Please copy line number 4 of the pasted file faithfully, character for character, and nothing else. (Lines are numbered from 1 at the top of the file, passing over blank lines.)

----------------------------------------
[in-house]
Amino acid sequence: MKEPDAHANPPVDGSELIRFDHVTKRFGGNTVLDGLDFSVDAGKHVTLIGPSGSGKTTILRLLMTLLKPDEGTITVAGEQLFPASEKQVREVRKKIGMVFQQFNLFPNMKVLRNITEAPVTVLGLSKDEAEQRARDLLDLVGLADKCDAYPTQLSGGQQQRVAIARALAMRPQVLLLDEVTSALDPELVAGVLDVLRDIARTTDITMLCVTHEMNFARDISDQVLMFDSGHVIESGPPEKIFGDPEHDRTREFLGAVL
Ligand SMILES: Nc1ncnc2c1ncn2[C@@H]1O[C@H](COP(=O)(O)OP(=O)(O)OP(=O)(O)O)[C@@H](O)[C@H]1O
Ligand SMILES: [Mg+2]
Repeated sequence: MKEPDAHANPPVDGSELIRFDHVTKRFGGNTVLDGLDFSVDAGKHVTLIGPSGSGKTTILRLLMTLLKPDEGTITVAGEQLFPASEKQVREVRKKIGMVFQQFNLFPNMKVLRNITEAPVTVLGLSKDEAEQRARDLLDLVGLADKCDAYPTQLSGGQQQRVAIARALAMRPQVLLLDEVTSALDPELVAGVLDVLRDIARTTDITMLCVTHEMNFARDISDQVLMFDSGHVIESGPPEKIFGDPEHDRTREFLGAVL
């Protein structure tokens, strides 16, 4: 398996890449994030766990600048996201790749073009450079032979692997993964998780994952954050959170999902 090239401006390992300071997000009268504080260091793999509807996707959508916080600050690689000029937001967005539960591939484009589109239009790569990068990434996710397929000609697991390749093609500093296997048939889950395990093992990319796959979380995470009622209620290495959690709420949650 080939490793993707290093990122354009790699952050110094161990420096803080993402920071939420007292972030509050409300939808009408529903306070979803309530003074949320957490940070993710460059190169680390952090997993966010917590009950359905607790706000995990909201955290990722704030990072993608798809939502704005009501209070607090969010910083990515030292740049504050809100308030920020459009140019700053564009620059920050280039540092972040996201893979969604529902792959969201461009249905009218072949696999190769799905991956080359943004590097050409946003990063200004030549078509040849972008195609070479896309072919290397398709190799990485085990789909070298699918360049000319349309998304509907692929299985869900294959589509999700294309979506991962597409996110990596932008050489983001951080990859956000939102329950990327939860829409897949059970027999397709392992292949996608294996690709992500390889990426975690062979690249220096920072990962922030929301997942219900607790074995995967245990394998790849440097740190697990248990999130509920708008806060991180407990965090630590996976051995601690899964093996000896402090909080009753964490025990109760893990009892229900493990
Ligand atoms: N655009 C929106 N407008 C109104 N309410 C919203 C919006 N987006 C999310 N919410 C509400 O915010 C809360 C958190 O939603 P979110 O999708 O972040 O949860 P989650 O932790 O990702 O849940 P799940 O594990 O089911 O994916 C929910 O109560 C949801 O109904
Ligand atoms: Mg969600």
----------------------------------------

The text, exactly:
Ligand SMILES: [Mg+2]